Off-Road Vehicle Makers Pleased At Exemption From Lead Law

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By Jim Spencer

Star Tribune (Minneapolis)


The law was meant to keep children from poisoning themselves by sucking on toys and jewelry containing lead.


So Scott Wine had a hard time figuring out how it ended up applying to snowmobiles and all-terrain vehicles.


"I never expect to see a child gnawing on a brake line," said Wine, chief executive of Medina, Minn.-based Polaris Industries Inc., Minnesota's largest maker of off-road vehicles.


Wine and others in his industry won a three-year battle last week with final passage of a bill that exempts child-sized snowmobiles, all-terrain vehicles and motorcycles from lead limits set out in the 2008 Consumer Products Safety Improvement Act. President Barack Obama is expected to sign the bill into law.


The attempt to limit lead in children's products grew principally from the death of a 4-year-old Minnesota boy who swallowed a lead charm plucked from a pair of sneakers. But as the wheels of federal regulation turned, critics claimed the lead limits unintentionally threatened the off-road vehicle industry.


Applying lead limits to off-road vehicles made for children was absurd, Wine and others in the industry argued, because the materials containing lead were enclosed in engines and brake systems.


Wine said his company had to stop selling child-sized vehicles while it spent time and money making sure it met the lower lead standards.


"Recently, we had to put another halt in production when we found that a (parts) supplier had let in material with a higher level of lead," Wine said.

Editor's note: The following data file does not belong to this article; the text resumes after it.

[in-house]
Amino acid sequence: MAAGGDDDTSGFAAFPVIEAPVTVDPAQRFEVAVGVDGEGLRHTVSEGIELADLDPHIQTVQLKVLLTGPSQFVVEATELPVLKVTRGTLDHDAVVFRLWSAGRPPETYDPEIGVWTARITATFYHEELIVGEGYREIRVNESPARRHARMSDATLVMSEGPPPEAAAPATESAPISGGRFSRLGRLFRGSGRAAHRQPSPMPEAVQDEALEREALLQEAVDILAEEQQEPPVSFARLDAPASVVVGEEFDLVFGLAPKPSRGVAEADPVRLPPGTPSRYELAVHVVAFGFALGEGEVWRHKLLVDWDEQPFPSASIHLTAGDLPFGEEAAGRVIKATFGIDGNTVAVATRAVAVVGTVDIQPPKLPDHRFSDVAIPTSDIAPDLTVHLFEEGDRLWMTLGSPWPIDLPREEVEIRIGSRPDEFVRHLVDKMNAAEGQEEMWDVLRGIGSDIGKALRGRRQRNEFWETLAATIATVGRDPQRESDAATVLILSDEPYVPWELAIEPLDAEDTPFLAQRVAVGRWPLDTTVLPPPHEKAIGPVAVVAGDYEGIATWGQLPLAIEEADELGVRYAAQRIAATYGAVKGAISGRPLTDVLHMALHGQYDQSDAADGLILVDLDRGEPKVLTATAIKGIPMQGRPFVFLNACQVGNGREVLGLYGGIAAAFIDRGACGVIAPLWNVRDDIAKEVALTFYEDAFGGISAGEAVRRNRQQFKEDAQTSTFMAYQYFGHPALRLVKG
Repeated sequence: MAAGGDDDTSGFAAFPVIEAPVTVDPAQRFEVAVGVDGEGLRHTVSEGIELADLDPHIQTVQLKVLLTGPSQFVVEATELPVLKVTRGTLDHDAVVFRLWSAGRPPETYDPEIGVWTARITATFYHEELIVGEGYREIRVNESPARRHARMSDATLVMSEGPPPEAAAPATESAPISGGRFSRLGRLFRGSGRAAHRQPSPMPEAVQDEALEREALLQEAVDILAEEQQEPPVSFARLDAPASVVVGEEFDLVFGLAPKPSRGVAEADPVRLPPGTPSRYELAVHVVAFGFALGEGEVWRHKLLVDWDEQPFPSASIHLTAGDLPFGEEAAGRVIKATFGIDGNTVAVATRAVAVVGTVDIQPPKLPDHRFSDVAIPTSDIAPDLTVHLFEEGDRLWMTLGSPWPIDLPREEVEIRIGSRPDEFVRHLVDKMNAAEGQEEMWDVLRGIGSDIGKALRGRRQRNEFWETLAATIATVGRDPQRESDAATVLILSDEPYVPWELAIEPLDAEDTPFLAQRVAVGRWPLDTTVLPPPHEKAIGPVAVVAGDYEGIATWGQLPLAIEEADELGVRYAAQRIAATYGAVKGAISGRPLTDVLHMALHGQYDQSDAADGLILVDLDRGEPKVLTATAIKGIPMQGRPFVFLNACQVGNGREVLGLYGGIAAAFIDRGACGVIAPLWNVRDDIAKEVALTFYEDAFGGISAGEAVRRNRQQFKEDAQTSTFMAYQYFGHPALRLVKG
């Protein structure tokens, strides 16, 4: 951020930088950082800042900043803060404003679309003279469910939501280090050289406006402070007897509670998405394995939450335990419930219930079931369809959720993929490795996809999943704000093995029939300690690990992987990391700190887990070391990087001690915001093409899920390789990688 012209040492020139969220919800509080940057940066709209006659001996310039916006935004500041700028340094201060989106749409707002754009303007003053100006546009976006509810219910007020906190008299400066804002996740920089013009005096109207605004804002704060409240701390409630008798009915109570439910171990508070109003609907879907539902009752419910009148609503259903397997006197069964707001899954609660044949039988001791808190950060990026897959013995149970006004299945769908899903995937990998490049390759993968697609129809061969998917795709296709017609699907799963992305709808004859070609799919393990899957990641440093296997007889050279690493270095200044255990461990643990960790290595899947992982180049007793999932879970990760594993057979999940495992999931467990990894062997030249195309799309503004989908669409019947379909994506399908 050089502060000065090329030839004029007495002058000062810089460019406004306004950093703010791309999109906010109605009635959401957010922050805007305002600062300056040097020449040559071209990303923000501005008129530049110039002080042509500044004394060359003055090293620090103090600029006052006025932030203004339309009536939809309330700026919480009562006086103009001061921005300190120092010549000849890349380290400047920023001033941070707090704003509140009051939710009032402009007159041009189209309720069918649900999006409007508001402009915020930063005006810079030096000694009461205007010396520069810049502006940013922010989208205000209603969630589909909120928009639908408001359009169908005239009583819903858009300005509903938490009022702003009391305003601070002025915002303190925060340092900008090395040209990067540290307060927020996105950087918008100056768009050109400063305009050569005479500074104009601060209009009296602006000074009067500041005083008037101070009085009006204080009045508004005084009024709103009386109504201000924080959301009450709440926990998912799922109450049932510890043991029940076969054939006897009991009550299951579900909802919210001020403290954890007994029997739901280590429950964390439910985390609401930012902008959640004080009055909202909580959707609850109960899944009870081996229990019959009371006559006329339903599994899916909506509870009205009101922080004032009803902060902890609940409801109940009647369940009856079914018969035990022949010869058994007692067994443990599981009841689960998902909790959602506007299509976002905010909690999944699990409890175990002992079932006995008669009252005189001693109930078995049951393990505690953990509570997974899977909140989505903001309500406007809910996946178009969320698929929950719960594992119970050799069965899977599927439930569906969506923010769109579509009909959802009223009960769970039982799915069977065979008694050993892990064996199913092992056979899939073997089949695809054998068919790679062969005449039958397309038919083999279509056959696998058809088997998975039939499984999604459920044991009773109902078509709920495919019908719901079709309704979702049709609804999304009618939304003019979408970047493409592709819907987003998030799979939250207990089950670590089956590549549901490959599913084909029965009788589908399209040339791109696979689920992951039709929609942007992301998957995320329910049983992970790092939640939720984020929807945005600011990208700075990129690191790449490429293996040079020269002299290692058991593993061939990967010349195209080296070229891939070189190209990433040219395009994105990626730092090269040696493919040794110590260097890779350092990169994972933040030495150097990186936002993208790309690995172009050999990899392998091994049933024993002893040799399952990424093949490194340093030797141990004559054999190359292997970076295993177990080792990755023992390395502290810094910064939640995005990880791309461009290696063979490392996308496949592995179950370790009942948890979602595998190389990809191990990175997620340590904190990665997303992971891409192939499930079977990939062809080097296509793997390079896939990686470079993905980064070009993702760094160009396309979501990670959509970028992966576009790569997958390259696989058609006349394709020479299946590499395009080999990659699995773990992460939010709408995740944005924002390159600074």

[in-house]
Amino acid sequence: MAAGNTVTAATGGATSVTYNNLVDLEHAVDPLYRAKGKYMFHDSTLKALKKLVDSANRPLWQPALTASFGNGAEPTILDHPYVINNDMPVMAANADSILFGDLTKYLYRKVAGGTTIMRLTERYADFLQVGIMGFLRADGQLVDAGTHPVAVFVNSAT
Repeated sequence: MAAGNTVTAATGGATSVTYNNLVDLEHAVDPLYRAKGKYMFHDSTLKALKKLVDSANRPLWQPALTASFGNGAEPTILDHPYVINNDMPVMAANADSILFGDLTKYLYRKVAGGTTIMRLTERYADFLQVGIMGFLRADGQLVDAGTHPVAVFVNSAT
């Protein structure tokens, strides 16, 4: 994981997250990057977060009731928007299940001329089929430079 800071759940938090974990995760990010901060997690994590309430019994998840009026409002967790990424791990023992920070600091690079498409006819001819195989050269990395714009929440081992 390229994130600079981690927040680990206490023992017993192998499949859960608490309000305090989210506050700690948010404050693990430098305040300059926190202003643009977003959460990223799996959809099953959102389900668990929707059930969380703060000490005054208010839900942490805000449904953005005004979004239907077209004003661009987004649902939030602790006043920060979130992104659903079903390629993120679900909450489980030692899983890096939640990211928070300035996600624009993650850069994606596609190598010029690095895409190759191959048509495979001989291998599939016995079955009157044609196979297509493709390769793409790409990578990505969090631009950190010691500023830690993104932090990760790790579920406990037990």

Collectively, Polaris, Arctic Cat Inc. and others in the off-road vehicle industry spent hundreds of thousands of dollars since 2009 lobbying to escape a lead limit of 100 parts per million in children's products.


"I just hope the ATV industry works as hard to prevent injuries and deaths as they did to get themselves exempt from this lead provision," said Rachel Weintraub, director of product safety for the Consumer Federation of America.


Weintraub and advocates from the Consumers Union and Public Citizen said the off-road vehicle exemption became a legislative trade-off to save more important parts of the consumer safety bill, such as third-party testing requirements and a public database of product complaints.


But they also admitted that the main safety risk for children from off-road vehicles comes from kids riding adult-sized machines, something the new consumer protection law might have unintentionally increased had it not been changed.


That twist and the fact that lead elements in electronic devices had already been exempted from the law left Minnesota Sen. Amy Klobuchar fighting to fix a consumer product safety bill that she had originally championed.


Klobuchar, a Democrat, proposed lead limits on children's products as the result of the 2006 death of Jarnell Brown, the 4-year-old from Minneapolis who died after swallowing a lead charm.


The senator said conference committee changes altered her legislative definitions of children's products and the ages of youngsters covered in the act. The changes took the age up to 12 from 7 and removed language that said lead limits should not apply to "inaccessible parts."


"This was all about jewelry and kids sucking on jewelry," Klobuchar said. "It was about toddlers who had access to little toys with lead paint on them."


Last week's passage of the bill to exempt off-road vehicle makers from the lead standards was a victory for common sense, she said, not big business. The bill, which had passed the House of Representatives earlier, was adopted by the Senate by unanimous consent.


"It was actually a great example of Congress realizing a change had to be made," Klobuchar said. "There were all good intentions here. But this went too far."


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